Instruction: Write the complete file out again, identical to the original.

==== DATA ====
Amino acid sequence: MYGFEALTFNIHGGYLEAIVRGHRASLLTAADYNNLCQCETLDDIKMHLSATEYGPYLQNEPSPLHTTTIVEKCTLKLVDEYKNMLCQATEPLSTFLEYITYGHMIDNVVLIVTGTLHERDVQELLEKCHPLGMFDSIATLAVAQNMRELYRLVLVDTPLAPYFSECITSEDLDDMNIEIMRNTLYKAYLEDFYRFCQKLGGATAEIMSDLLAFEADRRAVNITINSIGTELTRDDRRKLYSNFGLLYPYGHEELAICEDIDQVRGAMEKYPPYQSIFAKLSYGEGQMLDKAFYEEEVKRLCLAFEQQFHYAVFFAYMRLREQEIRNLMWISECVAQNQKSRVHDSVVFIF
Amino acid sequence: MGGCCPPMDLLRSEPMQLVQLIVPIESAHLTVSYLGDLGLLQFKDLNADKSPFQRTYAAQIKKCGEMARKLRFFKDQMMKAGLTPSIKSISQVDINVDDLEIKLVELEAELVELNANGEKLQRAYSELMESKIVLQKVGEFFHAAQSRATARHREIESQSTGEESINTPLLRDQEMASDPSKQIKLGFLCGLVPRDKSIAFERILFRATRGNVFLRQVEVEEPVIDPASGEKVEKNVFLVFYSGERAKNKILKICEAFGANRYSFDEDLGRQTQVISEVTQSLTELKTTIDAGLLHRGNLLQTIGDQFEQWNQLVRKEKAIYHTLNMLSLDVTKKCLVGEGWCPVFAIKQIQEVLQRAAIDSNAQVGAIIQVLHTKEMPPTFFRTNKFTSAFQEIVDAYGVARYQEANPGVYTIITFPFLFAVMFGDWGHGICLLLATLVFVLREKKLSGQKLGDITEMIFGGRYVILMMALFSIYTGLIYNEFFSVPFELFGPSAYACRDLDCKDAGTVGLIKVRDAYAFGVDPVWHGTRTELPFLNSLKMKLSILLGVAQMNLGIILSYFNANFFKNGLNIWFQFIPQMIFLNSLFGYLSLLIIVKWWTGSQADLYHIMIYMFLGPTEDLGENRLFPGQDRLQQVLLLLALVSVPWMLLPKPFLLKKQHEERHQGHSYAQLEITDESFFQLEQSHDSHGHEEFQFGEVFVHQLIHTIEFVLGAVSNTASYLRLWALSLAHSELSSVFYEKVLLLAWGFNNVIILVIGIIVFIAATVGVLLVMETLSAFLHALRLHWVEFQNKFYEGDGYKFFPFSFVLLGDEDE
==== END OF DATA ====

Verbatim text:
Amino acid sequence: MYGFEALTFNIHGGYLEAIVRGHRASLLTAADYNNLCQCETLDDIKMHLSATEYGPYLQNEPSPLHTTTIVEKCTLKLVDEYKNMLCQATEPLSTFLEYITYGHMIDNVVLIVTGTLHERDVQELLEKCHPLGMFDSIATLAVAQNMRELYRLVLVDTPLAPYFSECITSEDLDDMNIEIMRNTLYKAYLEDFYRFCQKLGGATAEIMSDLLAFEADRRAVNITINSIGTELTRDDRRKLYSNFGLLYPYGHEELAICEDIDQVRGAMEKYPPYQSIFAKLSYGEGQMLDKAFYEEEVKRLCLAFEQQFHYAVFFAYMRLREQEIRNLMWISECVAQNQKSRVHDSVVFIF
Amino acid sequence: MGGCCPPMDLLRSEPMQLVQLIVPIESAHLTVSYLGDLGLLQFKDLNADKSPFQRTYAAQIKKCGEMARKLRFFKDQMMKAGLTPSIKSISQVDINVDDLEIKLVELEAELVELNANGEKLQRAYSELMESKIVLQKVGEFFHAAQSRATARHREIESQSTGEESINTPLLRDQEMASDPSKQIKLGFLCGLVPRDKSIAFERILFRATRGNVFLRQVEVEEPVIDPASGEKVEKNVFLVFYSGERAKNKILKICEAFGANRYSFDEDLGRQTQVISEVTQSLTELKTTIDAGLLHRGNLLQTIGDQFEQWNQLVRKEKAIYHTLNMLSLDVTKKCLVGEGWCPVFAIKQIQEVLQRAAIDSNAQVGAIIQVLHTKEMPPTFFRTNKFTSAFQEIVDAYGVARYQEANPGVYTIITFPFLFAVMFGDWGHGICLLLATLVFVLREKKLSGQKLGDITEMIFGGRYVILMMALFSIYTGLIYNEFFSVPFELFGPSAYACRDLDCKDAGTVGLIKVRDAYAFGVDPVWHGTRTELPFLNSLKMKLSILLGVAQMNLGIILSYFNANFFKNGLNIWFQFIPQMIFLNSLFGYLSLLIIVKWWTGSQADLYHIMIYMFLGPTEDLGENRLFPGQDRLQQVLLLLALVSVPWMLLPKPFLLKKQHEERHQGHSYAQLEITDESFFQLEQSHDSHGHEEFQFGEVFVHQLIHTIEFVLGAVSNTASYLRLWALSLAHSELSSVFYEKVLLLAWGFNNVIILVIGIIVFIAATVGVLLVMETLSAFLHALRLHWVEFQNKFYEGDGYKFFPFSFVLLGDEDE